To get a board, see here. To read even more about it, visit here.

 

Have a story tip? Message me at: cabe(at)element14(dot)com

http://twitter.com/Cabe_Atwell

Chipsetter_ONE__Oblique_View.jpg

The Chipsetter ONE is an automated pic-and-place machine that assembles PCB electronics using component trays and an array of tape feeders that can utilize different sized SMTs. (via Chipsetter)

 

Anyone who has ever assembled their own PCBs can tell you that it’s a time consuming process that becomes a monotonous nightmare if you have to assemble more than one. Those who prefer to farm that chore out to a manufacturer can tell you that often times it’s costly and can take weeks to receive them depending on how many are needed.

 

In an effort to alleviate those issues, Chipsetter has designed a desktop pick-and-place machine that can assemble PCB electronics in-house in a matter of minutes. In fact, the Chipsetter ONE makes it easy to switch over to different PCB jobs as the tape feeds are modular and can be swapped-out on the fly depending on user’s needs.

 

 

Chipsetter designed the ONE using an automated vacuum head that’s outfitted with dual articulated arms that are capable of picking and placing two electronic components at a time with a size ranging all the way down to 0402. It has a placement speed of up to 1250 component placements per-hour and can accommodate boards of up to 13.5 X 10-inches.

 

Chipsetter_ONE__Reel_Feeder_Attachment__Web_Scale.jpg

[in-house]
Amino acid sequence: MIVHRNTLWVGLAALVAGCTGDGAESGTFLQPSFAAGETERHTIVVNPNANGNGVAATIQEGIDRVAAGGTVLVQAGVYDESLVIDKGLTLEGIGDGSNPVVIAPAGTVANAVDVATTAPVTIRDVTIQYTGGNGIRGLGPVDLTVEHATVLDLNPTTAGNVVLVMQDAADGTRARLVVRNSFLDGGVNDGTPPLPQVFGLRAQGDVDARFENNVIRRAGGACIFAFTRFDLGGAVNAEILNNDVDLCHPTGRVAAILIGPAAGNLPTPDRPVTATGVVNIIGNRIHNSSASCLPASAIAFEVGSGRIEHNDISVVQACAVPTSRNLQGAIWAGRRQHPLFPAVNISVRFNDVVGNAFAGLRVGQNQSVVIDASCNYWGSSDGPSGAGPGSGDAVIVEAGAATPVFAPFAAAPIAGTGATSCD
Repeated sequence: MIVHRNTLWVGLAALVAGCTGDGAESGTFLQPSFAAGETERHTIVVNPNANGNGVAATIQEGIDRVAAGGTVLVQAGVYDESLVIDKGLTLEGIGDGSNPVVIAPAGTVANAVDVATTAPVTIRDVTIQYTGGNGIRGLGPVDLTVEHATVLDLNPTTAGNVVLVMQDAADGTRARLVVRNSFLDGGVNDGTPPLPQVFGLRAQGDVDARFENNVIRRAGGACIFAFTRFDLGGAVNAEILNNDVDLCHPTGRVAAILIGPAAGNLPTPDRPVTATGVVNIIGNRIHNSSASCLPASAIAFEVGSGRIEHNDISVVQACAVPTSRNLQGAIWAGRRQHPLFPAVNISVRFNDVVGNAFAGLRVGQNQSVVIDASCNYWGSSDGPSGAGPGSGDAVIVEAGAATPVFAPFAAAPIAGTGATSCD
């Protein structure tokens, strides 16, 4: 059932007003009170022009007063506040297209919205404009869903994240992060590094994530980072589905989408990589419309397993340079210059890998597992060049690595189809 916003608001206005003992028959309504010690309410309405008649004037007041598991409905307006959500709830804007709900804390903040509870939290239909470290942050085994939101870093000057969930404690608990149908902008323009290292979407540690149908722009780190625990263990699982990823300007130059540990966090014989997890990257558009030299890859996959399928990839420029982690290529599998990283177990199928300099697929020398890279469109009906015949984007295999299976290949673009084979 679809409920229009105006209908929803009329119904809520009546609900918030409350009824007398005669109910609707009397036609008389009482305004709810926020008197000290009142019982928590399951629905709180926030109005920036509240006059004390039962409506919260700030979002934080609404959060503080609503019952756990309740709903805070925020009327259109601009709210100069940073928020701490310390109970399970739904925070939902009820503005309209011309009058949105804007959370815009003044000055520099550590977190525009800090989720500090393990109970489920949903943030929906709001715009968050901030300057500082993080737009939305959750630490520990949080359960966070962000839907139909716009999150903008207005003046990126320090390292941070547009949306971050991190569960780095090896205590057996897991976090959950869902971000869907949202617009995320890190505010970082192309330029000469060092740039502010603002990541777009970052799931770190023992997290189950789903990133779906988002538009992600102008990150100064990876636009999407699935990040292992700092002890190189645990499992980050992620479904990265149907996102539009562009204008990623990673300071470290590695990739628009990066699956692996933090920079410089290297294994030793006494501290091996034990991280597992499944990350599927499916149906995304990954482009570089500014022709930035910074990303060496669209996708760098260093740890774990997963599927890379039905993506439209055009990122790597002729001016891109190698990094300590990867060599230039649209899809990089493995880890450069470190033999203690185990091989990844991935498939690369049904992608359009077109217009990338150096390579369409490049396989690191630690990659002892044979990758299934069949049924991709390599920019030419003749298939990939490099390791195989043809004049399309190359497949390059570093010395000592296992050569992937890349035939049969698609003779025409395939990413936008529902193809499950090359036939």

The Chipsetter ONE can handle up to 40 8mm tape feeders at a time as well as components from cut-tape and tube packages. I like what I'm seeing here...

 

As far as tape feeders go, the ONE can handle up to 40 8mm feeders as well as 12 and 16mm feeders as well. Components can also be supplied using cut-tape, tube packages and JEDEC/custom trays- or even a dual combination of package platforms. The pick-and-place machine has an accuracy of 30-microns thanks to a pair of cameras, situated above and below the 8-position auto-tool changer, making it incredibly reliable with component placement. The top camera actually inspects and corrects component alignment while the bottom corrects any misalignment with in-place components.

 

On the software side, the platform handles everything so there is no setup or programming needed, even for different circuit board projects. Users simply send the manufacturing data, including Centroid and BOM files (in .csv format) from their favorite EDA platform to the machine and it does the rest.

 

There are a few drawbacks to Chipsetter’s ONE, as users need to apply the solder paste manually, which can get messy if not done correctly. Users also need their own reflow oven, as the ONE does not come equipped with one. This makes it hard to justify the price tag, which comes in at just over $3,500 US. Makers who manufacture several circuit boards per year probably would not benefit from using this machine, however small businesses who churn-out dozens per-year would probably find it beneficial from producing their PCBs in-house.